Monday, 18 July 2011

Smiles Apart


I met one of my school masters in town today. He retired from teaching a few years ago and returned to Bangladesh with his family.

We had a bit of a chat and he told me that he had returned to teaching, but rather than at a public school he was now teaching street children. These young children were attending school between jobs or instead of scavenging for the next meal. Many of them had no home to return to and lived on very dangerous streets.

We discussed the difference in attitude towards school between the kids he used to teach and those he teaches now. I must admit that having seen kids walking miles to school in a number of countries; what he told me came as no surprise.

I decided I would write this poem to record the difference;


Smiles Apart

The kids sit in the back of the car
A big, posh four by four,
Their mother’s taking them to school
A place they all abhor.

They’re dressed up smart at start of day
and their faces wear a frown.
by break they’ll have their shirt tails out
as tie and socks come down.

They talk in class and muck about
And tease those keen to learn
They have to hear things several times
As they their lessons spurn.

Their homework seems to take an age
and boy don’t they complain
they’d rather play on their x-box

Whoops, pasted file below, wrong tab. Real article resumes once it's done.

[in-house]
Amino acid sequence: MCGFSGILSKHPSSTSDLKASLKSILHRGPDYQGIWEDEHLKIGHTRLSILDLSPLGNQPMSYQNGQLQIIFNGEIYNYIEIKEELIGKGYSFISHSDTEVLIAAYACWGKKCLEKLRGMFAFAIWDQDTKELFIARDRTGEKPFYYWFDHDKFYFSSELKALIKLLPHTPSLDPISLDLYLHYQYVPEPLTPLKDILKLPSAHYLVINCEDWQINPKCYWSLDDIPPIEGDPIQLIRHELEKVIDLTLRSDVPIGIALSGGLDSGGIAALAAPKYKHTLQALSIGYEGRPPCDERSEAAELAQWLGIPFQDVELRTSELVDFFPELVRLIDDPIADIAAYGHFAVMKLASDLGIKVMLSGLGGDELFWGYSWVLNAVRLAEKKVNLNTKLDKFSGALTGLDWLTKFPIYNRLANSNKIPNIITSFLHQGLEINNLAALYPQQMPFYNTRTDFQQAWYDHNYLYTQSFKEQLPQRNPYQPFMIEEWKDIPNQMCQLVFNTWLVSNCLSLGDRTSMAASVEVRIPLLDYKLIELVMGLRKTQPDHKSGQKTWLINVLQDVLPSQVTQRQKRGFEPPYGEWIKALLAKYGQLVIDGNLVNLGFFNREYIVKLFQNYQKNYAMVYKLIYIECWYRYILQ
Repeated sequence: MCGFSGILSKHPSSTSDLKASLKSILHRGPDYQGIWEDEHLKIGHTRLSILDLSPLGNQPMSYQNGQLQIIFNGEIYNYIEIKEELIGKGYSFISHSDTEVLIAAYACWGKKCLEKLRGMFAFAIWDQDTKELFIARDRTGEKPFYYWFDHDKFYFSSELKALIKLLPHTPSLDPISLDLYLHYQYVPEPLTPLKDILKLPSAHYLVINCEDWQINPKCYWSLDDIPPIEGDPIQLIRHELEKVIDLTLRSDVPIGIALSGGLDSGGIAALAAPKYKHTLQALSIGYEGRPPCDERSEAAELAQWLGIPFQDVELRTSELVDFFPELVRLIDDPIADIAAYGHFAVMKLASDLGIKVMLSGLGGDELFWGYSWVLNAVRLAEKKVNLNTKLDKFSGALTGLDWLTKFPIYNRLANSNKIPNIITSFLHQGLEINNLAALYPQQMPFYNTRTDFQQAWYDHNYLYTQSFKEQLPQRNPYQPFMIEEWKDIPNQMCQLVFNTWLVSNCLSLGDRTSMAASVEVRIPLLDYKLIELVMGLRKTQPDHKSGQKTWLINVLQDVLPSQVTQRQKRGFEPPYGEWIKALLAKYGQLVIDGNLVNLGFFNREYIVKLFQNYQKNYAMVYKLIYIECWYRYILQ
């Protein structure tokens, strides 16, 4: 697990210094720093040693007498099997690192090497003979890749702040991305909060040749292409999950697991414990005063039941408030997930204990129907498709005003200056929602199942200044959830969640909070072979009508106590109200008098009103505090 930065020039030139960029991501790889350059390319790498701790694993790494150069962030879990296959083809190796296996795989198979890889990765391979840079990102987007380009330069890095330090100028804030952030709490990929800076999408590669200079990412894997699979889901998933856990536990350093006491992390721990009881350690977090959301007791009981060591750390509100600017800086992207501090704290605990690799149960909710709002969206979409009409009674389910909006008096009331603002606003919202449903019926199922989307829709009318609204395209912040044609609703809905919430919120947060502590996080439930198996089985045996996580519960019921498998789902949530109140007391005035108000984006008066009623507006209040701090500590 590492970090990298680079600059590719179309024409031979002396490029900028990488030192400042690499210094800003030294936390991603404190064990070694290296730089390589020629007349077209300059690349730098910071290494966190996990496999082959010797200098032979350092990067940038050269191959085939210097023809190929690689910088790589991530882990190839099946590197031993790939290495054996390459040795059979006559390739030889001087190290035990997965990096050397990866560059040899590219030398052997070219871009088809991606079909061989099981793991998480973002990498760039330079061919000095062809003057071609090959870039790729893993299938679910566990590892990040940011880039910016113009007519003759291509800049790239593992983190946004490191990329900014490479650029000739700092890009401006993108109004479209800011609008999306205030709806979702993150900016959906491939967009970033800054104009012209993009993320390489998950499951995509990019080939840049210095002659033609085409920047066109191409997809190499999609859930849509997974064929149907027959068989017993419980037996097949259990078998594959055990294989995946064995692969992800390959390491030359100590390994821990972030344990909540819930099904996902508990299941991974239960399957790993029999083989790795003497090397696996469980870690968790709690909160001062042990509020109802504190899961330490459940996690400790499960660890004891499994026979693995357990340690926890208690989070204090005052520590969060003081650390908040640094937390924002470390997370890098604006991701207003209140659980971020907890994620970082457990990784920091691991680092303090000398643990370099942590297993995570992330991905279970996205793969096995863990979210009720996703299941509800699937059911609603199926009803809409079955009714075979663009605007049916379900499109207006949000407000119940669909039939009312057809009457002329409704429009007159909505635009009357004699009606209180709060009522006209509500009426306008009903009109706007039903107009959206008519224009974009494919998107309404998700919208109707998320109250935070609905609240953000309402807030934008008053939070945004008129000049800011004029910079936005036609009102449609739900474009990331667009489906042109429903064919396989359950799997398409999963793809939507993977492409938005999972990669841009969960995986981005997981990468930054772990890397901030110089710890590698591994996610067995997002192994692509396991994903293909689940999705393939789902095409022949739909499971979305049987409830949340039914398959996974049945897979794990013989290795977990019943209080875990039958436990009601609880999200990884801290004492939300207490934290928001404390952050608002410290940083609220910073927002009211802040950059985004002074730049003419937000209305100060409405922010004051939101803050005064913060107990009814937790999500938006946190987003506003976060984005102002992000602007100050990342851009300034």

then develop their brain.

These kids are a privileged lot
most eat three times a day
they get to sleep in their own beds
and have toys with which to play.

In other parts of our world
The story’s very different
Some kids live on the streets alone
while society remains indifferent.

These kids have horrific tales,
they’re often all alone,
Two things they have in common.
Abuse; and nowhere to call home.

There are kids who live with kin
and some even go to school
but they work in their spare time
and life is often cruel.

Governments, charities and missions
Offer some poor children schooling
And kids can walk for many miles
Their journey often gruelling.

Some lucky kids have uniforms
They are always smartly worn
and the children pay attention
when the teacher’s in front of form.

These children are all eager
To learn and better themselves
They take nothing for granted
And work as hard as elves.

They wear smiles on their faces
and grasp opportunity by the hand,
they do all they can to better themselves
and stride forth from where they stand.

Many kids of the rich, like their parents,
take for granted the privilege they share.
They moan at the chances they’re given
and with glum faces shout ‘It’s not fair”.

And then there’s the kid in a million
Who grows up with a conscience fair
and devotes their life to poor children;
the ‘have nots’ in need of care.

John Carré Buchanan
19 July 2011

2 comments:

  1. Pity we cannot take a part from each group and give it to the other ...

    ReplyDelete
  2. Hey brings back memories of our Bangadeshi days....

    ReplyDelete

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